Grandma Finds Herself in a Double Bind

Blog Post 10

In ‘Through the Looking Glass’ the gnat tells Alice about the bread-and-butterfly. With wings made from thin slices of bread and butter, its body is a crust and its head is made of a lump of sugar. It lives on weak tea with cream in it.

The Bread-and-Butterfly by John Tenniel. An illustration for ‘Through the Looking Glass’ by Lewis Carroll. He used themes of fantasy word-play and logic in his writings.

Alice is perplexed at the difficulty. It loves tea, but it is always going to perish in it. If it avoids the tea the only thing it can eat, it will starve. This is known in logic as the double bind.

We can all think of double binds within the experience of being a woman and grandmother. As example of a double bind in a women’s life is this:  If a woman behaves in a feminine way, she may be liked but not respected. If she behaves in a masculine way, she may be judged and disliked. Geoffrey Bateson, used the bread-and-butterfly as an example of a double bind (he was the first husband of the anthropologist Maragaret Mead). He looked at communication in natural systems and between people and machines in cybernetics. He said everything has to keep changing, to stay the same.

I have wondered if the passing on of family history can be a double bind for a grandmother. The logical way out is called a creative imperative. That is to rise above the problem and think outside the box. It is hard with family history, because everything is connected: the now, the then, the future family. Until the Grandmother becomes history there may be little interest. When it’s too late to answer those questions, the questions are formed. We have to be creative and think of ways to engage members of the family in the now, so we create flexible bridges to their future.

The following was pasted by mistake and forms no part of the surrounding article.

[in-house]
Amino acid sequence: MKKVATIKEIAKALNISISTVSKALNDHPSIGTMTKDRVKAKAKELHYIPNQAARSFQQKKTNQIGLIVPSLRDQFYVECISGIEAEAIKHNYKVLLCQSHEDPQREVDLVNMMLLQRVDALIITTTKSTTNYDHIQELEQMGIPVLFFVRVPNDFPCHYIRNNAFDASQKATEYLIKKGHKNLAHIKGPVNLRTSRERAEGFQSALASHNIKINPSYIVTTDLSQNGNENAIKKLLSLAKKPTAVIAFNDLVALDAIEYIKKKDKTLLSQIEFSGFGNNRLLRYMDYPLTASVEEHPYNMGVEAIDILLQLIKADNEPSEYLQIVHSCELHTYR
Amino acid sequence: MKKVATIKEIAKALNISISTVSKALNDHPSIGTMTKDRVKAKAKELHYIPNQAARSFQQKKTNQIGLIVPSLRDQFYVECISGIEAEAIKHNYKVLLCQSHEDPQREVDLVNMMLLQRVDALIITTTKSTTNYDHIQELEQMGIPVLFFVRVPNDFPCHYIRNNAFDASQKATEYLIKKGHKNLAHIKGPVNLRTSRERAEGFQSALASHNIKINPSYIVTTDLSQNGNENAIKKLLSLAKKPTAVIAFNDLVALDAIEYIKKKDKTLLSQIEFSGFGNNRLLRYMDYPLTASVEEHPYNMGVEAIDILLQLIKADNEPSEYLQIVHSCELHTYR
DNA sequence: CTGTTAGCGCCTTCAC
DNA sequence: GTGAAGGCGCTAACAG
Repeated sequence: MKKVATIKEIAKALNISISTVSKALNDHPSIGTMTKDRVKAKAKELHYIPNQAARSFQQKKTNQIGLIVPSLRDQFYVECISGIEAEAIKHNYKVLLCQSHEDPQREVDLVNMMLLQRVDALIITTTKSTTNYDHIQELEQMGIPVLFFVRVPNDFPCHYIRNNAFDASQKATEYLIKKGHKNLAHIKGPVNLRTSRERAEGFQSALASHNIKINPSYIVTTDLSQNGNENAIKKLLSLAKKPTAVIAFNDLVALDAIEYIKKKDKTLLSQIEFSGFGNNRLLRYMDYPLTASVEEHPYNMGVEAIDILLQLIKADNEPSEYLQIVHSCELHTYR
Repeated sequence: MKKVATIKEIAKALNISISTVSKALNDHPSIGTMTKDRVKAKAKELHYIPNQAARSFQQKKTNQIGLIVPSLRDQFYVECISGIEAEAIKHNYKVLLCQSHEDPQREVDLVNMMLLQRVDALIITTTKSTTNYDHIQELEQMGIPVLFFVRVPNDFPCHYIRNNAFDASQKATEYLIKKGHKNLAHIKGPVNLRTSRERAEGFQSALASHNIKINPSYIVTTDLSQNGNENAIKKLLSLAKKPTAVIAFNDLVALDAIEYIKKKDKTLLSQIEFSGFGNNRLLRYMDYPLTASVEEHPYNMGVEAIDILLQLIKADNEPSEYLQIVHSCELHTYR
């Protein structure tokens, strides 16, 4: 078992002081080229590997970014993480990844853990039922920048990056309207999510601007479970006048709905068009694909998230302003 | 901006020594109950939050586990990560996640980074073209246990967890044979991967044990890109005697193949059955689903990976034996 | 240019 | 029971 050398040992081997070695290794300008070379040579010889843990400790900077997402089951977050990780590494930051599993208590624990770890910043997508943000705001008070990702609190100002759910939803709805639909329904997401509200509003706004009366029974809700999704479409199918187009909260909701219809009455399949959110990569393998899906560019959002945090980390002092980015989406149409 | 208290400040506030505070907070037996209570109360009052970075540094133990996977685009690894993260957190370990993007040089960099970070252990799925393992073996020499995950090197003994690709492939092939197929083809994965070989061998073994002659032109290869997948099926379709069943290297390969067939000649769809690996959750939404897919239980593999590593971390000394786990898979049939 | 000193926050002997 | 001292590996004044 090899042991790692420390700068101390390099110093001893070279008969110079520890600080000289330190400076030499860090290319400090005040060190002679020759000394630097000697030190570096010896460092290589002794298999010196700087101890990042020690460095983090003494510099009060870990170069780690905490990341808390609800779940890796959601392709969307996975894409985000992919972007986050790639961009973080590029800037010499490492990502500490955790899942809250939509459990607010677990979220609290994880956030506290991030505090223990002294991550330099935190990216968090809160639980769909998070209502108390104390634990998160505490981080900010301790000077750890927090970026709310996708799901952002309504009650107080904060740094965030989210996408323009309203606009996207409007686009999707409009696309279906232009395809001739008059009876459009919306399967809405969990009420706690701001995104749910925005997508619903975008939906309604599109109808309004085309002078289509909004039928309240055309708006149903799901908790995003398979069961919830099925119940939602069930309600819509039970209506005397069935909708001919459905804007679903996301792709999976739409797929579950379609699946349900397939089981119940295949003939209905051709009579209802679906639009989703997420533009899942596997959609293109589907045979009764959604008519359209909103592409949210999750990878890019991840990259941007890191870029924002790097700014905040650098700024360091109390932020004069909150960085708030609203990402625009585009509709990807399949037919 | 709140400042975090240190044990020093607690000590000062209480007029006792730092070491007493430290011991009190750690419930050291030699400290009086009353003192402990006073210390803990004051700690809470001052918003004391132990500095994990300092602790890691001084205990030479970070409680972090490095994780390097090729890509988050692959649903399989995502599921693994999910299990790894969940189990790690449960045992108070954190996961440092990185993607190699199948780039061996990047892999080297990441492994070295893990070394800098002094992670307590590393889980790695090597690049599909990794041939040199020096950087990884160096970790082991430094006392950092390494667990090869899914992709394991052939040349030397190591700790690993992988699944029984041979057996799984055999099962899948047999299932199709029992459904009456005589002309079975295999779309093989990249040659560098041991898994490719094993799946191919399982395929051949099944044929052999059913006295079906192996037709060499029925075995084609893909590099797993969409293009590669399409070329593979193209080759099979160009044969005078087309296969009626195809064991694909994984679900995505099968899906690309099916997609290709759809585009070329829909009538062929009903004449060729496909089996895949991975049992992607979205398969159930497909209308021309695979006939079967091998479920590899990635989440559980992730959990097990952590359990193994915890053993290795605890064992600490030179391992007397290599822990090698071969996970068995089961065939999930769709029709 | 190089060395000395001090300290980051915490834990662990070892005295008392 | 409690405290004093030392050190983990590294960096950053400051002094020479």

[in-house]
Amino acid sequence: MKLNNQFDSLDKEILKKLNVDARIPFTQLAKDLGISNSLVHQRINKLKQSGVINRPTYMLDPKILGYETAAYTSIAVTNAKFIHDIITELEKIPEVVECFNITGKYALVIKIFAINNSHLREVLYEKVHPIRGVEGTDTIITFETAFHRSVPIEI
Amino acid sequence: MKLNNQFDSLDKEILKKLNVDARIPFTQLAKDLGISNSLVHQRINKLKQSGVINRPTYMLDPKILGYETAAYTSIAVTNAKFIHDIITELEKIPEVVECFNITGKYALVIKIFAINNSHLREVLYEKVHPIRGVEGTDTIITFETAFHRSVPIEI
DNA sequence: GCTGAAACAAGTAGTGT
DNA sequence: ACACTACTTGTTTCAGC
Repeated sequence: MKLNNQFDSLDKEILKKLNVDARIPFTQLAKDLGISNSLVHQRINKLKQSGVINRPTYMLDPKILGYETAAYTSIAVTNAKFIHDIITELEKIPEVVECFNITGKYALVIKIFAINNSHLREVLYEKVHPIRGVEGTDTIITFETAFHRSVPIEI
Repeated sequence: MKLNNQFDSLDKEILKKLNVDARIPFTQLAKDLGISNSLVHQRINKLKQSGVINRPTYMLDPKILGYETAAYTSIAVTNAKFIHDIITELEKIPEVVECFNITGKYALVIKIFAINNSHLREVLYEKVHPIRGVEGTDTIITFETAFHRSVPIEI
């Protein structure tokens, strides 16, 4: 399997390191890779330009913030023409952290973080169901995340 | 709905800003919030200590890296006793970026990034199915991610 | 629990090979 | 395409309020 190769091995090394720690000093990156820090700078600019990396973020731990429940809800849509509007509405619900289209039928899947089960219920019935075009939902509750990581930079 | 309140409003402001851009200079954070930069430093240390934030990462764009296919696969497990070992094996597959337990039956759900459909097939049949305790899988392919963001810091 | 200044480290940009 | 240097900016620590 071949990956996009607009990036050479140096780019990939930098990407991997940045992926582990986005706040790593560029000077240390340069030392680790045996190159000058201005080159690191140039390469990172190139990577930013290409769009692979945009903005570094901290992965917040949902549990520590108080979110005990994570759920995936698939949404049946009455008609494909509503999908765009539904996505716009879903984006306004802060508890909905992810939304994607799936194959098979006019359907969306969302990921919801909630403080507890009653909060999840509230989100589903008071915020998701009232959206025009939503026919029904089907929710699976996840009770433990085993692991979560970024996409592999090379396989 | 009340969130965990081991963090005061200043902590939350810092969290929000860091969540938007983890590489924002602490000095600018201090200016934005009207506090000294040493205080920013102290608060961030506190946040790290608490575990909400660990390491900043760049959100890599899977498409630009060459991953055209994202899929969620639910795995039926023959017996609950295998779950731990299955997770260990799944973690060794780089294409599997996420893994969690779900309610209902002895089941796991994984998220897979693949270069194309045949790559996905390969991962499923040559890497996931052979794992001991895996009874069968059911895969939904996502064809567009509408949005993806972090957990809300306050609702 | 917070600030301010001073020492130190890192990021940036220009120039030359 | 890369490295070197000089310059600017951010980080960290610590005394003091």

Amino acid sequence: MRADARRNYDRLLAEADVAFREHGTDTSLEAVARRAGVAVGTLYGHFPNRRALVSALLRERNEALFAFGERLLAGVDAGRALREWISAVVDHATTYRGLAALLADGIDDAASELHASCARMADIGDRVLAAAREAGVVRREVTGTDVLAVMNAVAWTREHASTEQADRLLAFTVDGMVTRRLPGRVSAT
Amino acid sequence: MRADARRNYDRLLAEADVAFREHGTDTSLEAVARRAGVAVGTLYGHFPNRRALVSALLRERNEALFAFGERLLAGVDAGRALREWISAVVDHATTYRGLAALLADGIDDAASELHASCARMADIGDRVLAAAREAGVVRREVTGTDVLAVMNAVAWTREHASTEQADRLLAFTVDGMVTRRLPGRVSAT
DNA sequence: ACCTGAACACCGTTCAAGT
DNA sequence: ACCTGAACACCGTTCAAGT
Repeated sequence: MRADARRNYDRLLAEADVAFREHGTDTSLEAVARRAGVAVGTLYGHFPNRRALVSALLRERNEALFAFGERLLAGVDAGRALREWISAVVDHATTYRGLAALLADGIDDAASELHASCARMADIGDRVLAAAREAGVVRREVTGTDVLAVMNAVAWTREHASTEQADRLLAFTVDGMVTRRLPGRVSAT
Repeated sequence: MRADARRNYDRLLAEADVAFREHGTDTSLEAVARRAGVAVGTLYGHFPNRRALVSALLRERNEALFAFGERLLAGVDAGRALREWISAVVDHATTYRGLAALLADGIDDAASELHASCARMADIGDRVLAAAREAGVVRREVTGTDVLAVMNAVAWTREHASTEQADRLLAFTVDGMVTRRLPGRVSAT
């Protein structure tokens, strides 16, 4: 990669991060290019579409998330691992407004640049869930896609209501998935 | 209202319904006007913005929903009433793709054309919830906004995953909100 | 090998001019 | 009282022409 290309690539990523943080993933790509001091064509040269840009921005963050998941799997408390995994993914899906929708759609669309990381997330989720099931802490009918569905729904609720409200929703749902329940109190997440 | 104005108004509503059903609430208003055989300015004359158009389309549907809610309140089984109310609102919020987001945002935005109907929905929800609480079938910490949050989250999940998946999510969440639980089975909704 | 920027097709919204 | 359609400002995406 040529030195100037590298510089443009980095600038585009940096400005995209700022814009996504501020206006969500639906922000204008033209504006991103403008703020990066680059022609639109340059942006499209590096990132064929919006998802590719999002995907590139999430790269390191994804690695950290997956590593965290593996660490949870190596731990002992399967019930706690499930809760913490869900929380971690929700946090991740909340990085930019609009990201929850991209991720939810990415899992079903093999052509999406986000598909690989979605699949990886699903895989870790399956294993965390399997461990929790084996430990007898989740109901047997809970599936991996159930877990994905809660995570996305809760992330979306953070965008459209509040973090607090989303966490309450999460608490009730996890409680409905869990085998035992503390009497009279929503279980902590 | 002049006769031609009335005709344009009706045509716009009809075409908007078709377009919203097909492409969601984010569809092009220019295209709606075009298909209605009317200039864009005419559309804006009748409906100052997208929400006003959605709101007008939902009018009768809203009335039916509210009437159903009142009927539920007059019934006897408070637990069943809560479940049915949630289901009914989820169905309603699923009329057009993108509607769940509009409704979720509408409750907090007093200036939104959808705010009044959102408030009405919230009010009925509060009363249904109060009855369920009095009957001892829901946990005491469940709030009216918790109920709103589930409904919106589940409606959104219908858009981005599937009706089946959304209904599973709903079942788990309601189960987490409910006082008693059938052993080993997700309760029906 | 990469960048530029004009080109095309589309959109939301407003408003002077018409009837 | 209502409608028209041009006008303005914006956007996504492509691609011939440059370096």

As a grandmother we usually love to have contact with the family, and some of us with faraway families may stretch ourselves to host them or stay with them.  I don’t need to describe how many impossible near double binds there can be in the week or fortnight of delightful contact.

Another example is communication with grandchildren. You might agree to an exchange of letters/emails/WhatsApp texts., and say to the grandchildren: ‘Do write/communicate to me, and I will write back.’ You wait, you start, they don’t write back. If you don’t write, you maybe won’t hear at all, (which is what you most desire.) If you keep the writing going, you are going against the contract you made with them.

Of course there are some of us who have perfect families, and we congratulate them.

Money can be a bind, let alone a double bind. If you have loaned/given family money in the past it may not have gone well. Maybe it hasn’t solved the problem, or it hasn’t been paid back. If you lend them more money, you are in danger of not being repaid, and if you don’t lend them the money (you have read the advice after all), you suffer their suffering, and your own guilt. It’s all about ‘Damned if you do, doomed if you don’t’.

Let me know if you think of more double binds you have experienced in your grandmother situation.

 References:

Bateson Nora, The Ecology of the Mind: A daughter’s Portrait of her Father Geoffrey Bateson. Written and directed by Nora Bateson (Vimeo 2011).

Carroll, Lewis, Through the Looking Glass (UK MacMillan Press 1871).

Costigan, Amelia, The Double-Bind Dilemma for Women in Leadership, Catalyst, (August 2, 2018).

Published by marycane

A PhD student at the Elphinstone Institute Aberdeen Scotland. I am studying the experience of being a contemporary grandmother. In particular I am interested in how those grandmothers, whose family live far away, are passing on their family history.

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